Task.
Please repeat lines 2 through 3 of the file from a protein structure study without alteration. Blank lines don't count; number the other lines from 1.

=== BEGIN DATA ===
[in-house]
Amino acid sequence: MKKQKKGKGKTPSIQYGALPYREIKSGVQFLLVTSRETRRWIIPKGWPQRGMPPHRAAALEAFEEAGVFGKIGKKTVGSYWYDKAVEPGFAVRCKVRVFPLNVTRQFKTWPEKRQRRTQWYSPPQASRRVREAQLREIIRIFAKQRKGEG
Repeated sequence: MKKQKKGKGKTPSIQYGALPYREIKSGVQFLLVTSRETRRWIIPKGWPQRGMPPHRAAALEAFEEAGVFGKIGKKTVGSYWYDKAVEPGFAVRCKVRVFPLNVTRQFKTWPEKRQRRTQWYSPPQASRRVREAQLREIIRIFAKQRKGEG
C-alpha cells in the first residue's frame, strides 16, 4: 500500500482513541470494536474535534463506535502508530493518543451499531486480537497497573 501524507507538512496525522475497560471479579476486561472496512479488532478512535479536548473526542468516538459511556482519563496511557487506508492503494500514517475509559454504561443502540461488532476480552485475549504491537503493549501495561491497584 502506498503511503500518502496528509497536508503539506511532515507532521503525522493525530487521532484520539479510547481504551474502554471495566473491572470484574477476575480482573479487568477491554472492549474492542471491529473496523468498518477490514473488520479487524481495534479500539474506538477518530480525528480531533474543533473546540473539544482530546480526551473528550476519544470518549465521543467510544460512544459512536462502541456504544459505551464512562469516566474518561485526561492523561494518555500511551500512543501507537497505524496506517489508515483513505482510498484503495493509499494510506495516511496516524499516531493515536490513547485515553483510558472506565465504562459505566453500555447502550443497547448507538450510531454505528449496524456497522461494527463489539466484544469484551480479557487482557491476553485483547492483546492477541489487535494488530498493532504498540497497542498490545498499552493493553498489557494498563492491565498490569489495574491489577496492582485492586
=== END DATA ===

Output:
Amino acid sequence: MKKQKKGKGKTPSIQYGALPYREIKSGVQFLLVTSRETRRWIIPKGWPQRGMPPHRAAALEAFEEAGVFGKIGKKTVGSYWYDKAVEPGFAVRCKVRVFPLNVTRQFKTWPEKRQRRTQWYSPPQASRRVREAQLREIIRIFAKQRKGEG
Repeated sequence: MKKQKKGKGKTPSIQYGALPYREIKSGVQFLLVTSRETRRWIIPKGWPQRGMPPHRAAALEAFEEAGVFGKIGKKTVGSYWYDKAVEPGFAVRCKVRVFPLNVTRQFKTWPEKRQRRTQWYSPPQASRRVREAQLREIIRIFAKQRKGEG